Internet discounts are coming, courtesy of the FCC
The maximum monthly discount available under the program.
The pandemic has underscored the limitations of the U.S.’s internet infrastructure. On Thursday, the FCC voted to establish the Emergency Broadband Benefit Program. The initiative offers up internet bill discounts for qualifying households as well as potential savings on a computer or tablet.
The $3.2 billion initiative provides those eligible with up $50 off their broadband service each month and up to $75 for households on Tribal lands. Qualifying homes will also receive a one-time discount of up to $100 on a computer or tablet.
The money is part of $7 billion earmarked for broadband infrastructure in the last coronavirus relief bill, including ripping out perceived security threats ZTE and Huawei and actual resources like Tribal broadband grants, telehealth programs, rural broadband development, and connection bolstering efforts around HBCUs.
“This is a program that will help those at risk of digital disconnection,” said FCC’s Acting Chair Jessica Rosenworcel in a statement. “It will help those sitting in cars in parking lots just to catch a Wi-Fi signal to go online for work. It will help those lingering outside the library with a laptop just to get a wireless signal for remote learning. It will help those who worry about choosing between paying a broadband bill and paying rent or buying groceries.”
Program systems are expected to be up and running within 60 days and those eligible will be able to benefit from the discounts shortly thereafter. Last year, the FCC conservatively clocked 18 million people who lack access to broadband internet. The fact that this is a massive problem has been made clearer by the move to remote work and education thanks to the pandemic and, more recently, the problems some people have faced signing up for vaccination appointments.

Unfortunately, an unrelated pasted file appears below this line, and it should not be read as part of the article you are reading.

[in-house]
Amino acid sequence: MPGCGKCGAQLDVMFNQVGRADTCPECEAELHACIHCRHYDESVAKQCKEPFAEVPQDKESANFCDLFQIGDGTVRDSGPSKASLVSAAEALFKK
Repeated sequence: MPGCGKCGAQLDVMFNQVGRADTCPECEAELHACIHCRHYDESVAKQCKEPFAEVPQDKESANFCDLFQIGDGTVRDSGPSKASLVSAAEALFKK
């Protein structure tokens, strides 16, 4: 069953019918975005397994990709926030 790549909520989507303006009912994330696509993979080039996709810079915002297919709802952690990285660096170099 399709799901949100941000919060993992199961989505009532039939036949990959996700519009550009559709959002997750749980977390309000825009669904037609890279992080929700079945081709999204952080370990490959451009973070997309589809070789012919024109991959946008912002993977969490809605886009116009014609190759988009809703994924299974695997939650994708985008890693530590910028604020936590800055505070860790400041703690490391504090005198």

Here’s who’s eligible for the program:
- Those already part of low-income or pandemic relief programs from internet providers
- Lifeline subscribers (which includes those on Medicaid or S.N.A.P. benefits)
- Homes where kids receive free or reduced-price school lunches and breakfasts
- Pell grant recipients
- People who have lost their jobs and / or have seen their income reduced in the last year
Internet for all — This program is a direct response to the pandemic, but some of these benefits may extend further in the future. Before President Joe Biden took office, it was anticipated that Rosenworcel would lead the FCC back towards Obama-era internet rules and make connective utility like water or electricity that all citizens should be able to affordably access.
Rural and Tribal infrastructure has long been an issue for broadband internet, but those in urban areas can also be priced out of internet plans, especially in areas lacking competition. Former FCC Chair Ajit Pai managed to briefly get internet providers to play nice at the pandemic’s onset. Business as usual has crept back, however, with AT&T abandoning rural communities and Comcast hitting customers with a data cap.
If the Biden administration can make good on its promises, it can connect more people to the internet while we wait for alternative connectivity solutions to come to fruition.